VEGAS BABY: Pat Christenson, seen here with his wife Vicki and daughter Nicole at the National Finals Rodeo in 1988, has been as instrumental as the Rat Pack in boosting Las Vegas as an event destination. (Courtesy Pat Christenson).

Venue manager helped transform Vegas into S&E hub

Pat Christenson, president of Las Vegas Events, has announced he’s retiring at the end of 2023 after more than 40 years in the venues and events business in one of the world’s most dynamic entertainment markets.

Christenson, whose work as assistant director and director of the Thomas & Mack Center and Sam Boyd Stadium on the campus of the University of Nevada Las Vegas, and later as president of Las Vegas Events, helped transform the city into a sports and entertainment mecca. Christenson will remain with LVE as a consultant through the end of next year.

Christenson told VenuesNow it’s time to give way to a new crop of events professionals. He’s looking to a third act, preferably in Vegas, but doesn’t see himself working full time as a consultant.

He and his wife Vicki have been married since 1985 and have two daughters and two grandchildren, one of whom lives nearby while the other is in Reno.

His replacement is expected to be hired by the start of the 2022 Wrangler National Finals Rodeo (Dec. 1-10), an event that Christenson helped turn into a shoulder season bonanza for the city.

JOB WELL DONE: Las Vegas Events President Pat Christenson is retiring at the end of 2023. (Sam Morris, LVCVA/Las Vegas News Bureau)

Christenson initially came to Las Vegas in 1980 at the behest of Dennis Finfrock, who preceded him as director of Thomas & Mack Center. (Finfrock died in 2009).

“For the first month, Dennis couldn’t get me a check,” Christenson recalled. “We had a booster that owned the Holiday Casino. Dennis had these stacks of pink, yellow and green cards that were good for a 99-cent breakfast, $1.99 lunch and $3.99 dinner. That was Vegas when I got there. It was a gambling town. Everything else was incidental.”

To this day, Christenson can’t eat at a Vegas buffet table.

“I’ve overdosed on them,” he said.

Over time, fine dining and live entertainment have supplanted the budget deals common in Vegas in those days.

“To look at what the city is now, it’s been quite a mutual trip,” he said.

Christenson said he looks back at his UNLV days as the first part of his career and LVE as act two.

“I want a third career, but I don’t have any plans,” he said. “I’ve taken those about as far as I can. I’d like to do different events. I want to be kind of semi-retired, at least.”

A 1976 graduate of the University of Wisconsin, where he was an NCAA wrestling champion at 167 pounds, Christenson came to UNLV as assistant wrestling coach and event coordinator. He was promoted in 1983 to assistant director of the new Thomas and Mack Center under Finfrock. At the same time, UNLV took over running Sam Boyd Stadium, then known as the Las Vegas Silver Bowl.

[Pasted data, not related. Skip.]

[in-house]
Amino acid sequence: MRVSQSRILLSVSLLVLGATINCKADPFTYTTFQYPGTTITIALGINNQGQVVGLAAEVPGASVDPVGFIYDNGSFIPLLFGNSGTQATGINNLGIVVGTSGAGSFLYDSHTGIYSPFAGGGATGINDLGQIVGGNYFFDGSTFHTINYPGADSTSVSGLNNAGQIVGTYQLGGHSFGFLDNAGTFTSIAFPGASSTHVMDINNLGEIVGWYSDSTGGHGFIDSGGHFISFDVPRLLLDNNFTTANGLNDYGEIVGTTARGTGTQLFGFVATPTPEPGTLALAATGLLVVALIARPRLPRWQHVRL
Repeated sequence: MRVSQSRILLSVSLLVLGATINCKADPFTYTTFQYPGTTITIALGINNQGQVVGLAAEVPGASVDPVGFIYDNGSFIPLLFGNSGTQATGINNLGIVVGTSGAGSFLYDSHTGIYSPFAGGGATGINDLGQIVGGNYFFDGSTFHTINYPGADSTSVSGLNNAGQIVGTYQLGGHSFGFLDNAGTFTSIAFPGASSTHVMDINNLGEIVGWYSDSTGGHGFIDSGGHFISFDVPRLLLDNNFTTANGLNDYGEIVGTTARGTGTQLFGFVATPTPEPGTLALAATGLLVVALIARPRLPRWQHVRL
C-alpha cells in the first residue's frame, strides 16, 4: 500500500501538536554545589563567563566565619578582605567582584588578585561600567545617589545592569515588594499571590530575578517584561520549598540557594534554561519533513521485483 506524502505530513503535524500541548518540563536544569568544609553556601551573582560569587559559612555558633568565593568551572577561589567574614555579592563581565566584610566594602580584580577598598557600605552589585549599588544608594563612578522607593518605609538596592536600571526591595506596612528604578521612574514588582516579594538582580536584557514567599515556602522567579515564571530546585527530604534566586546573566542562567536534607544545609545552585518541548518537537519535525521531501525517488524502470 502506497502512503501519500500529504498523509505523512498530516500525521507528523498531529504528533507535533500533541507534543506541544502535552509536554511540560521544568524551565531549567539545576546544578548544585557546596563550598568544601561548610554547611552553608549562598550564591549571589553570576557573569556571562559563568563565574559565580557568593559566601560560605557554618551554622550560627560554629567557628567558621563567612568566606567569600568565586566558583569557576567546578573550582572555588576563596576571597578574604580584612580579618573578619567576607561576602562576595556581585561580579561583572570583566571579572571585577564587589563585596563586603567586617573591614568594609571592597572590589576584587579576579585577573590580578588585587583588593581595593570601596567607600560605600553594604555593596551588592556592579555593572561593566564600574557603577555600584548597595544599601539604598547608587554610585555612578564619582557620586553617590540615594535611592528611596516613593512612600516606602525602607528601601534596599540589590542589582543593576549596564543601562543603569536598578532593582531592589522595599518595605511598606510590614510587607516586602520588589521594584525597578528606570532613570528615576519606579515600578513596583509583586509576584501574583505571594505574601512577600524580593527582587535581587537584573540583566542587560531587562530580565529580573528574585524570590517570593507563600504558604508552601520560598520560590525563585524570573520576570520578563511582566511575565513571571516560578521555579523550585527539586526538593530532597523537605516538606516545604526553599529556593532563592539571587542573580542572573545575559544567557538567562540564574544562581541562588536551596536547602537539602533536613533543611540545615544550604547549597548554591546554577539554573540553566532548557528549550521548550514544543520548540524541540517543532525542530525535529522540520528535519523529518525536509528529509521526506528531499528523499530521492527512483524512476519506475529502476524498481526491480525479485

Christenson was promoted in 1991 to director of TMC and Sam Boyd Stadium and led renovations to both facilities totaling $40 million.

For a decade, the two venues were among the busiest in the college space. Christenson was instrumental in booking 175 events per year between the arena and the stadium.

Helping to bring The Eagles, Metallica, Dave Mathews Band, NSync and George Strait, Lollapalooza, three U2 tours and a five-year run of Grateful Dead shows to Vegas in the 1990s, Christenson was instrumental in developing the desert city into a sports entertainment hub on par with gambling.

Daren Libonati, executive vice president of Fuse Technologies, a curator of experiences tied to Las Vegas destinations, got his start in 1988 at Thomas & Mack Center under Christenson after serving an internship with the school’s facilities. Libonati, a former kicker with UNLV’s football team, spent about 19 years at his alma mater.

“The time and effort Pat has put into our sports and entertainment industry has been unmatched,” Libonati. “He took a liking to me at a young age and allowed me to run with more of a promoter mindset in a state institution and make (UNLV venues) competitive in a highly competitive environment. That’s the sign of a leader.”

In 2011, Christenson accepted the position of president of Las Vegas Events, where he and his team have been responsible for attracting and growing signature events. To that end, the National Finals Rodeo has become an event that takes over the city every December during a period that had previously been a slow season for Vegas visitation.

In addition to NFR, which arrived in Las Vegas in 1985, LVE has secured four conference basketball tournaments, Electric Daisy Carnival, Rock in Rio, Life Is Beautiful, USA Sevens rugby, the NBA Summer League and multiple USBC Open Championships in bowling.

All told, the non-gaming economic impact from those events jumped from $109 million in 2001 to $535 million annually between 2015 and 2019, according to Las Vegas Events data.

Christenson is a member of the Southern Nevada Sports Hall of Fame (Class of 2013), the University of Wisconsin Athletic Hall of Fame (Class of 2019) and the Wisconsin Wrestling Hall of Fame. In 2007, he was named Las Vegas’ “Most Influential Sports Figure” by the Las Vegas Sun.

“It isn’t about getting there, it’s the trip,” Christenson said. “I look back on the 40-plus years I spent in Vegas and what a trip. What a trip.”